Our LG Gram test model was powered by a 5th-generation Intel Core i7-5500U processor with 8GB of RAM and 256GB of SSD storage. As Windows Defender performed a full system scan on the Gram, I moved effortlessly between a dozen tabs in Chrome — including streaming music and TweetDeck — while Groove Music, the Camera app and Notepad were also open in the background.

We measured the Gram’s overall performance with the Geekbench 3 synthetic test, where the notebook earned a score of 5,861. That beats the Core i5-5250U-powered MacBook Air (5,783), the Core i5-5200U-powered XPS (5,530) and the average ultraportable notebook (4,340). Only Core i7-5500U-powered LaVie Z (6,378) outperformed the LG in this test.

The Gram’s 256GB SSD needed 32 seconds to complete the File Transfer Test (duplicating 4.97GB of mixed-media files), a rate of 149 MBps. That’s faster than the LaVie Z (131 MBps) and the XPS 13 (87.7 MBps).

When we ran our OpenOffice Spreadsheet Test, the Gram matched 20,000 names to their addresses in 4 minutes and 45 seconds. That’s faster than both the XPS (5:02) and the average ultraportable (8:32), but the LaVie Z (4:38) and the MacBook Air (4:03) finished this productivity test faster.


The Gram’s integrated Intel HD Graphics 5500 GPU is good enough for casual gaming and video viewing, but nothing more. The Gram hit 45 frames per second in World of Warcraft, but only with the display resolution set to 1336 x 768 pixels at autodetect settings. That’s equal to the MacBook Air (45 fps), and faster than the XPS 13 (41 fps) and the LaVie Z (40 fps).

We hit speed bumps when we tried to push the Gram to play WoW at 1080p at automatic settings (26 fps), with performance dropping below the 30 fps playability threshold. While most  ultraportables are also unable to reach a playable frame rate at these settings, the XPS (33 fps) was acceptable at 1080p.

When we tested the Gram with the 3DMark Ice Storm Unlimited benchmark test, it managed a score of 42,945. That’s better than the average ultraportable (36,780), but the XPS 13 and the LaVie Z earned higher marks.


With speakers that can pump enough volume to fill a small room, the Gram is also a solid jukebox when it’s time to kick out the jams. Listening to the Battles song “Yabba,” I could clearly make out a wide range of instruments, from the bells and drums to the harmonious mix of keyboards and guitars.

When listening to music, I recommend you enable the DTS Sound app’s options for Surround, Volume Max and Bass Boost. Without these settings, audio sounded congested, and the bass fell flat on Hot Chip’s “Love is the Future.” Dialogue in trailers came through clearer with Bass Boost off, so for watching video I recommend only having Surround and Volume Max enabled. When you’re listening to podcasts, though, turn all three settings off to get a more natural sound. LG has also built in a Digital-to-Analog converter (DAC) to reduce the amount of distortion from its speakers.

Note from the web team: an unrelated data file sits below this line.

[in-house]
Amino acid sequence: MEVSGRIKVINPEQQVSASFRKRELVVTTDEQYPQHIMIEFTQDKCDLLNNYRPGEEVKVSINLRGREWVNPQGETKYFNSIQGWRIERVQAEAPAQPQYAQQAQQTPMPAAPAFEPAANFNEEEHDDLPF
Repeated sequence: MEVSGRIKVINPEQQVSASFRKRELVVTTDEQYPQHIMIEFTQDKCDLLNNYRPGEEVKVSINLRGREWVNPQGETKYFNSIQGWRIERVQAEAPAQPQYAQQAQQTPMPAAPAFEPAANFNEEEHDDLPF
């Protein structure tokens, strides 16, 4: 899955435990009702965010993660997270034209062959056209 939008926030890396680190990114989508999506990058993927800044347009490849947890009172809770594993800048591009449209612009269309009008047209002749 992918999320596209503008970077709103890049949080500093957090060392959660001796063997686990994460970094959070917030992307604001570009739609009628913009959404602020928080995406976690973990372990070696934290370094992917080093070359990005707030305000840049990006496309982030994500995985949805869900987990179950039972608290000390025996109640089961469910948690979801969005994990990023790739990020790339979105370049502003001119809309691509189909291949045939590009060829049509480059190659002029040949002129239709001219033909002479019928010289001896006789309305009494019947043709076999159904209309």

While our review unit has a blazing Intel Core i7 processor, it stayed cool to the touch in our usage. After streaming a full-screen Hulu video for 15 minutes, the Gram’s touchpad measured 79 degrees Fahrenheit, the space between the G and H keys hit 87 degrees and the underside reached 89 degrees. All are well below our 95-degree comfort threshold.


The LG Gram’s 1.3-MP HD Web camera shot dull, noisy photos of me around our office. Most Windows laptops have poor webcams, but we expect better at this price.

Battery Life

The Gram may be light, but its short battery life takes away from its portability. LG’s ultrathin notebook lasted just 5 hours and 38 minutes on the Laptop Mag Battery Test (Web surfing via Wi-Fi at 100 nits of screen brightness). That’s much less juice than you’ll get with the average ultraportable laptop (8:02), and nowhere near the runtime of the MacBook Air (14 hours) and the Dell XPS 13 (11:42).

Software and Warranty

Even though the Gram is a Microsoft Signature Edition device — which is supposed to signify it is free of the annoying bloatware that manufacturers pre-load — LG has installed Candy Crush Saga on the hard drive and placed spammy links to download Flipboard and the iHeart Radio app in the Start menu. The Gram also has pre-loaded LG-branded programs for system maintenance, updates and help, which are actually useful.

Configuration Options

The $1,400, top-of-the-line LG Gram we reviewed has a 14-inch FHD (1920 x 1080), a 2.4-GHz Intel Core i7-5500U processor, 8GB RAM and a 256GB SSD drive.

For $1,000, you can get the Gram with the same a 14-inch FHD (1920 x 1080) display, but a 2.2-GHz Core i5-5200U CPU, 8GB RAM and a 128GB SSD drive. That’s the same price as the MacBook Air, which comes with a 1.6-GHz Core i5 CPU, 4GB of RAM, 128GB of flash storage and a lower-res 1440 x 900 screen.

If you want a slightly smaller display, LG offers a 13.3-inch version of the Gram. It has a FHD (1920 x 1080) display, a 2.2-GHz Core i5-5200U CPU, 8GB RAM and a 128GB SSD drive for $900.

Bottom Line

On paper, the LG Gram should be an excellent laptop. The $1,400 model we reviewed is extremely light, offers a fast Core i7 CPU and a beautiful display you’ll never get tired of looking at. However, the woefully short battery life is a deal-breaker and the construction doesn’t feel as solid as that of competing ultraportables. This is an admirable first stab at the U.S. laptop market, but the MacBook Air (starting at $1,000) and the Dell XPS 13 (starting at $799) offer double the battery life and much better build quality for the money.